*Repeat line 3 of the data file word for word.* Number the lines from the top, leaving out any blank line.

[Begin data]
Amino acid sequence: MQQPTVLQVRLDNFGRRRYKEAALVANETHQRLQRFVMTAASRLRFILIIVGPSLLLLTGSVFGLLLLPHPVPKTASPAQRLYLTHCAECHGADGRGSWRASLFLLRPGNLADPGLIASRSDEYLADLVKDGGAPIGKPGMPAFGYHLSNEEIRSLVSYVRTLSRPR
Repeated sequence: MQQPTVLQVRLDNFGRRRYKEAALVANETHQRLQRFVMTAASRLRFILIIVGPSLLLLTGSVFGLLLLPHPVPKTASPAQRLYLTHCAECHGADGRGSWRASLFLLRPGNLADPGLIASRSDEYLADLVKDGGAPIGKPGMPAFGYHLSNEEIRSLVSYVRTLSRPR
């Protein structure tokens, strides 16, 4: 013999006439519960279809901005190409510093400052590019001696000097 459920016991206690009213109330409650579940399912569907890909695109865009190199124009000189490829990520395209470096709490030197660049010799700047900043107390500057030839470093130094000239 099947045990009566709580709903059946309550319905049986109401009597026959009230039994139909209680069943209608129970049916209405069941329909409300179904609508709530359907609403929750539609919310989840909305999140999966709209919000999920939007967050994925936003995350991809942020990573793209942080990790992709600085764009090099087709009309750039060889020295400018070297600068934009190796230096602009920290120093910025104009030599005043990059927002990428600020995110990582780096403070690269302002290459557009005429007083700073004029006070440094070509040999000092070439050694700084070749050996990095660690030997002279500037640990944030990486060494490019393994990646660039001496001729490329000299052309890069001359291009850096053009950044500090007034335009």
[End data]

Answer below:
């Protein structure tokens, strides 16, 4: 013999006439519960279809901005190409510093400052590019001696000097 459920016991206690009213109330409650579940399912569907890909695109865009190199124009000189490829990520395209470096709490030197660049010799700047900043107390500057030839470093130094000239 099947045990009566709580709903059946309550319905049986109401009597026959009230039994139909209680069943209608129970049916209405069941329909409300179904609508709530359907609403929750539609919310989840909305999140999966709209919000999920939007967050994925936003995350991809942020990573793209942080990790992709600085764009090099087709009309750039060889020295400018070297600068934009190796230096602009920290120093910025104009030599005043990059927002990428600020995110990582780096403070690269302002290459557009005429007083700073004029006070440094070509040999000092070439050694700084070749050996990095660690030997002279500037640990944030990486060494490019393994990646660039001496001729490329000299052309890069001359291009850096053009950044500090007034335009």